N ELEVATION: blank with coped rubble buttresses, some set-off, dividing bays. Gablehead stack of High Street block to right. Modern entrance inserted in outer left bay. Modern addition adjoined to third bay from left. Group of 7 ectricity insulators in 2nd bay from right.

S ELEVATION: blank and buttressed as above. Later 1-storey lean-to addition, enclosing lower section of buttresses along entire elevation.

Small-pane glazing pattern, some fixed pane, some casement. Coped

skews and bracketted skewputts. Damaged fleur-de-lis ridge tiles to main roof. Grey slates. Double row of 9-light roof-lights to both pitches to W; replaced by purple slates to E. 3 ridge ventilators to S pitch, 1 to N. Pigeon loft to W gablehead of main roof.

INTERIOR: offices to W. Open hall; overhanging gallery to W, with barley sugar balusters, carried on 5-bay Tudor-arched arcaded screen; timber hammerbeam roof; Tudor-arched doorways; boarded dado.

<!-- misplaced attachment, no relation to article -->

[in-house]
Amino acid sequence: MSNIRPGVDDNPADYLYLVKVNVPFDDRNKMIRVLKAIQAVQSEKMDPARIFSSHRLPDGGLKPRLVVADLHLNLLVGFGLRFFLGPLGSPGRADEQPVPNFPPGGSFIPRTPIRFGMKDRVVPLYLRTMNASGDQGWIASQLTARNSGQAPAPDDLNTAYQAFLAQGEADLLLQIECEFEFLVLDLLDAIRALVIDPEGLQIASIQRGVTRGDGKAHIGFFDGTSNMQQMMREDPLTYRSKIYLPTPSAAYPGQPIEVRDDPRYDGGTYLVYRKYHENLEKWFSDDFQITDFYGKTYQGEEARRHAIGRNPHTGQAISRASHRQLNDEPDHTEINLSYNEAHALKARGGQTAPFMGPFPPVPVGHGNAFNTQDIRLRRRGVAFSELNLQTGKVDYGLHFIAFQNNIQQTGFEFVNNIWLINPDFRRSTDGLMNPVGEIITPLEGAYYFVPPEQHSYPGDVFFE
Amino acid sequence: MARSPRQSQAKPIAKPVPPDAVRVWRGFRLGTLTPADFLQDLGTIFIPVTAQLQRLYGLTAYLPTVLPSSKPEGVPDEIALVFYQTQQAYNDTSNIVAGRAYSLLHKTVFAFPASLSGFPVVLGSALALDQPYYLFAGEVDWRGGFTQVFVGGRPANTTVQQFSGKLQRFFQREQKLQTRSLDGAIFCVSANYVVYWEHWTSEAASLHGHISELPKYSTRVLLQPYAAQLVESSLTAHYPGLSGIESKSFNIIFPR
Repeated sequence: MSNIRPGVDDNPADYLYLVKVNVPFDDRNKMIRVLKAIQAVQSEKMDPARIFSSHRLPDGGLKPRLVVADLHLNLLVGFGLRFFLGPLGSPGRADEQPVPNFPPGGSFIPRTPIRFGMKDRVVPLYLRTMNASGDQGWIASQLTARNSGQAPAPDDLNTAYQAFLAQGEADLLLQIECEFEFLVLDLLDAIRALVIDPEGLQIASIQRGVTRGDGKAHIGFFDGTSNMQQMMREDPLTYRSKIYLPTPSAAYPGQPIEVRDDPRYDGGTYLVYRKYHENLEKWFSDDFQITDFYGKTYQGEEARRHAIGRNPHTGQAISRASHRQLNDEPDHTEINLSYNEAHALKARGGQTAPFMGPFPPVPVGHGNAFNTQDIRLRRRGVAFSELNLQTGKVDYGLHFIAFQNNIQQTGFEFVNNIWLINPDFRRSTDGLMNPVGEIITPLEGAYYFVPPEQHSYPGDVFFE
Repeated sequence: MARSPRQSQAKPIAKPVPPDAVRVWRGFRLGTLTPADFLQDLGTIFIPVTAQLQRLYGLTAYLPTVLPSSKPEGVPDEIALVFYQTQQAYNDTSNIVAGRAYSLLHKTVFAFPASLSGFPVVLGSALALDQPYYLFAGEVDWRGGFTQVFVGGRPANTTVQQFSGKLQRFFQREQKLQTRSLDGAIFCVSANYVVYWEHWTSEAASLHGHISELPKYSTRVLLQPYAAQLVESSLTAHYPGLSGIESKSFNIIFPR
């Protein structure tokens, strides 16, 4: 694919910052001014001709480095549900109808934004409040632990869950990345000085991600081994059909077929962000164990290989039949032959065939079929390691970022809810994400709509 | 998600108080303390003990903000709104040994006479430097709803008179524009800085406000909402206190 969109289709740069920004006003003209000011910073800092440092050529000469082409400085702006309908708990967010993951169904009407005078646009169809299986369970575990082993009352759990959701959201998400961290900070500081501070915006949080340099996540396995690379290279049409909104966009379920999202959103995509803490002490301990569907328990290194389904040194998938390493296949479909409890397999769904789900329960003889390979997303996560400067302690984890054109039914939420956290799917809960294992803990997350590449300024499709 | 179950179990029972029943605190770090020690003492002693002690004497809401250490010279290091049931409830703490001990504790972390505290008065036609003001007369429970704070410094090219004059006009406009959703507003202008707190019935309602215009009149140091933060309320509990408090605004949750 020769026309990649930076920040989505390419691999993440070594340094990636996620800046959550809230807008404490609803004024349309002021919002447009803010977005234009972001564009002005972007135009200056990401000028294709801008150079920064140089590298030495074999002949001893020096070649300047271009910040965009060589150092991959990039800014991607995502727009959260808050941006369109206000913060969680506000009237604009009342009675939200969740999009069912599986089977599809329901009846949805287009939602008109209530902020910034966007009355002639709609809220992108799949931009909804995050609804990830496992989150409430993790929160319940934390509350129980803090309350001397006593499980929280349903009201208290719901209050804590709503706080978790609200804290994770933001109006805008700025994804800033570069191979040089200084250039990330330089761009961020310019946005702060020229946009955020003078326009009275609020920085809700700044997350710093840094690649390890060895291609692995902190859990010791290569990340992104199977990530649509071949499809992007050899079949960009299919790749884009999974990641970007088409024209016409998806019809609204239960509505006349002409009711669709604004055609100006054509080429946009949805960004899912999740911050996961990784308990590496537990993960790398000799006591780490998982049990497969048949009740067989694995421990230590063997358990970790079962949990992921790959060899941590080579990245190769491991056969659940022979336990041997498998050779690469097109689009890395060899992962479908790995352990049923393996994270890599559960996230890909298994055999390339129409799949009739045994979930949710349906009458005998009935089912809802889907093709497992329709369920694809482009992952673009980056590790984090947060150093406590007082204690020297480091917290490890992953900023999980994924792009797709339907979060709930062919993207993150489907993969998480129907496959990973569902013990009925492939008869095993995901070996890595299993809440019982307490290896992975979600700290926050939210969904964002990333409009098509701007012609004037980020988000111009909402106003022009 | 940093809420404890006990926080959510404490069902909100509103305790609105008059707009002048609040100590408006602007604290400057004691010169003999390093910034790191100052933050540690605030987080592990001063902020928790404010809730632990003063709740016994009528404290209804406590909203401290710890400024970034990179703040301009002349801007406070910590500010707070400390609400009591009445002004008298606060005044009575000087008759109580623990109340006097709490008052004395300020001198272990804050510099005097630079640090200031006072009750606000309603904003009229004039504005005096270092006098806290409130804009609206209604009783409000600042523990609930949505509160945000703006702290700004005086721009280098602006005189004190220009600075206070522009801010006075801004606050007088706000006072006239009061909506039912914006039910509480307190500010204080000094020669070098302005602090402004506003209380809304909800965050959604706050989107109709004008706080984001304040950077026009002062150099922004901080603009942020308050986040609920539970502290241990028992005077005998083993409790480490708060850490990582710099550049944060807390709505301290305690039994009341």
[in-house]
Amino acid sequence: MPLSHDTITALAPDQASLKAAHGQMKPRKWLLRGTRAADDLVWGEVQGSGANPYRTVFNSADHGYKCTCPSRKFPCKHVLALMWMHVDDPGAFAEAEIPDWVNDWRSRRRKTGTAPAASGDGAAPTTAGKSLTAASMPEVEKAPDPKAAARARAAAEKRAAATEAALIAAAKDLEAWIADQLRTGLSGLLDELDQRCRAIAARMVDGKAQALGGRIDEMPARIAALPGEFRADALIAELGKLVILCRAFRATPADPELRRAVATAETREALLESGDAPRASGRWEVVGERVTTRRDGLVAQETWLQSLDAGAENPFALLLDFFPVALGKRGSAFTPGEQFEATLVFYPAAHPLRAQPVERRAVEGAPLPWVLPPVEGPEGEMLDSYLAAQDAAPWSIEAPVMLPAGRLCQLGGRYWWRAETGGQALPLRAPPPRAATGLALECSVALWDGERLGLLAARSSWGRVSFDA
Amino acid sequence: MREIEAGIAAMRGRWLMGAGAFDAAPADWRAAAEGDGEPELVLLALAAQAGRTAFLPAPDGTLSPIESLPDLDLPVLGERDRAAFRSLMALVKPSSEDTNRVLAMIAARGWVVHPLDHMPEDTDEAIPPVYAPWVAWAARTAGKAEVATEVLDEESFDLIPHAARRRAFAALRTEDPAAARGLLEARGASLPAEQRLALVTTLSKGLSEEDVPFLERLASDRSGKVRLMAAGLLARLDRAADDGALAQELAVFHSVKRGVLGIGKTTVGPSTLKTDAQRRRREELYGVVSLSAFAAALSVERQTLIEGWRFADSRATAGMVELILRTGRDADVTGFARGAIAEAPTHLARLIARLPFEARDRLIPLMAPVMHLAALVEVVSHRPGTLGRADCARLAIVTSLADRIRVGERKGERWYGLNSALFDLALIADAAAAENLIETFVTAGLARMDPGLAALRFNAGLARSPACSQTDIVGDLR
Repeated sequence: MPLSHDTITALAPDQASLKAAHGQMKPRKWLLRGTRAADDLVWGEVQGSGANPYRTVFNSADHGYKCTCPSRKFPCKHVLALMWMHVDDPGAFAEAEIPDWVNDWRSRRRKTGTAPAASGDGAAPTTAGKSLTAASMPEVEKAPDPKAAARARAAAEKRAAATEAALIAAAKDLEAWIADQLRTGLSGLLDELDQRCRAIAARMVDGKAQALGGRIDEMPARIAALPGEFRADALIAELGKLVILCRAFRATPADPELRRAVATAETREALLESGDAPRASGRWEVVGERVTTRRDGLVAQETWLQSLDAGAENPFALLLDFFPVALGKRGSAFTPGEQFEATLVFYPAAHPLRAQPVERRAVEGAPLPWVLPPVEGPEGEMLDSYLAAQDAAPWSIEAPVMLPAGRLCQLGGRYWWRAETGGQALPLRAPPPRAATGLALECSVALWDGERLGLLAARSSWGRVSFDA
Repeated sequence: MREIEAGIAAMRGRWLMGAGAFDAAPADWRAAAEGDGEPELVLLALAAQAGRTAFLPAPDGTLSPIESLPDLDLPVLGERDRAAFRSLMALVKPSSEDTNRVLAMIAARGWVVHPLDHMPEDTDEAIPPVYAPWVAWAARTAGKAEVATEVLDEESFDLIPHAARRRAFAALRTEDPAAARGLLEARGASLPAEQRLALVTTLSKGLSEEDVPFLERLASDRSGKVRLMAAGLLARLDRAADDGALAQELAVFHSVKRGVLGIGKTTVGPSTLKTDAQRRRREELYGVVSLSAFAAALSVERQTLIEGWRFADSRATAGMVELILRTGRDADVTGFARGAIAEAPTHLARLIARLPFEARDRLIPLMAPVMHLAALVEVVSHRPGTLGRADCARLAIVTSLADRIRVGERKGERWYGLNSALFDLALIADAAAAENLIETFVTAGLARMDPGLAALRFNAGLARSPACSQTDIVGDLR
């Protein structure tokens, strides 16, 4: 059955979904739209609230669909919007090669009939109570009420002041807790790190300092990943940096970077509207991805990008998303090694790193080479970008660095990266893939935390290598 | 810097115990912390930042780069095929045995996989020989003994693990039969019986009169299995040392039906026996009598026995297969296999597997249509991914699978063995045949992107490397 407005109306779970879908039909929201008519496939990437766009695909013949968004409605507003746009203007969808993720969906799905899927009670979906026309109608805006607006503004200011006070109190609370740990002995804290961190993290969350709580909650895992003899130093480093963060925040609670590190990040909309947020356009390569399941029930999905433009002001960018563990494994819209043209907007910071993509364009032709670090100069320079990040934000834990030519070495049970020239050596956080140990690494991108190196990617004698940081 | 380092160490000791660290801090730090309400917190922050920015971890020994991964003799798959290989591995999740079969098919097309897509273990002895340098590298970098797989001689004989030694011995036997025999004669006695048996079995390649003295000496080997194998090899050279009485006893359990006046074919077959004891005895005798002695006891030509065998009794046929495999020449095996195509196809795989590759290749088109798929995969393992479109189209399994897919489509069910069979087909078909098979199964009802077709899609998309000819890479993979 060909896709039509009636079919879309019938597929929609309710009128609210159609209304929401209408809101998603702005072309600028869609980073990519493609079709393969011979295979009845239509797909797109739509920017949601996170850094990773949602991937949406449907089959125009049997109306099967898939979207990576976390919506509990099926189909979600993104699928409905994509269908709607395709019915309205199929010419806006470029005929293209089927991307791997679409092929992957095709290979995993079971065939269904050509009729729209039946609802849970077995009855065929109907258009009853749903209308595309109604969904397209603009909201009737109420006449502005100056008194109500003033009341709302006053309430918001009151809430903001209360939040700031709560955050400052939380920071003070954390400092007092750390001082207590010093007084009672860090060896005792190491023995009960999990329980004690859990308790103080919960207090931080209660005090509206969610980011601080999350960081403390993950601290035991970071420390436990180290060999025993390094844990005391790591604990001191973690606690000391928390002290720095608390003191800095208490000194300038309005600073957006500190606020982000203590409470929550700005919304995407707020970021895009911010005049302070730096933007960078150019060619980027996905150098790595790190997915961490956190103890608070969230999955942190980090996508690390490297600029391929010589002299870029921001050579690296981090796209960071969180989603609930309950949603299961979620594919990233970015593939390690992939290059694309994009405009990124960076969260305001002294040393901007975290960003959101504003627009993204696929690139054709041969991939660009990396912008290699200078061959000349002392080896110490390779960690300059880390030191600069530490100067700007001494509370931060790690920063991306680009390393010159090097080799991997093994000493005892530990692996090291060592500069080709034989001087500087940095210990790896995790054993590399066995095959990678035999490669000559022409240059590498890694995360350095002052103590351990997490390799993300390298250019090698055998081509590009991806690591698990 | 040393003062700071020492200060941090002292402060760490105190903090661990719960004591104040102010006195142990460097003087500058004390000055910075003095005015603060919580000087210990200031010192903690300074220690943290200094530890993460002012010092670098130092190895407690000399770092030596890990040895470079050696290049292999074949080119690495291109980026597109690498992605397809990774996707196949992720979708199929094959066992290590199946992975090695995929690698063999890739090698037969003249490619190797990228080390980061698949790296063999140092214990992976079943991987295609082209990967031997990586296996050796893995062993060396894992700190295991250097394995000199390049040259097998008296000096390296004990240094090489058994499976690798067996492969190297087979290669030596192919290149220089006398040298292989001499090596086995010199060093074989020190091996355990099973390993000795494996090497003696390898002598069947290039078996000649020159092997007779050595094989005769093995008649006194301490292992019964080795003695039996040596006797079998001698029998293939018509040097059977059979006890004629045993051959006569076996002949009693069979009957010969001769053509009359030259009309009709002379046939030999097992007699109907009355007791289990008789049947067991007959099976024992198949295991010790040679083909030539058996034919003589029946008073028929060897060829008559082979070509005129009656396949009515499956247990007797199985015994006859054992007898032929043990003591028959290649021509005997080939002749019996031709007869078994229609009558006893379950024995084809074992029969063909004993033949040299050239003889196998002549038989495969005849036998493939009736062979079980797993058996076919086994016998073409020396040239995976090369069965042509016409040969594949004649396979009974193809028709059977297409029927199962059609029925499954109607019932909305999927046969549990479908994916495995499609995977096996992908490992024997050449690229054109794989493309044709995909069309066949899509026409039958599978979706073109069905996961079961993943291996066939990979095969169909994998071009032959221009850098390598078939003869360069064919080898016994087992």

Statement of Special Interest

B Group with Nos 153 and 155, 161 and 163, 165-169, 186 and 188, 190-194, 196 and 198, 212 and 214, and 216 and 218 High Street. The Corn exchange was opened on 10 August 1854, having been built largely by public subscription at a cost of over ?3800. It was the biggest indoor grain market in Scotland at that date. It functioned as the "Empress Dance Hall" in the mid 20th century, and then as a factory. It is currently used for storage by an electrical firm. David Cousins also designed Kelso Corn Exchange, 1856, in a similar style.



Lithograph, circa 1853, NMRS copy MLD/187/1. THE BUILDING CHRONICLE Vol I, 13 October 1854 p88. F H Groome (ed) ORNANCE GAZETTEER OF SCOTLAND (1882) Vol II, p337. A Mitchell POLITICAL AND SOCIAL MOVEMENTS IN DALKEITH (1882) pp51-55. C McWilliam LOTHIAN (1980) p165.

About Listed Buildings

Listing is the way that a building or structure of special architectural or historic interest is recognised by law through the Planning (Listed Buildings and Conservation Areas) (Scotland) Act 1997.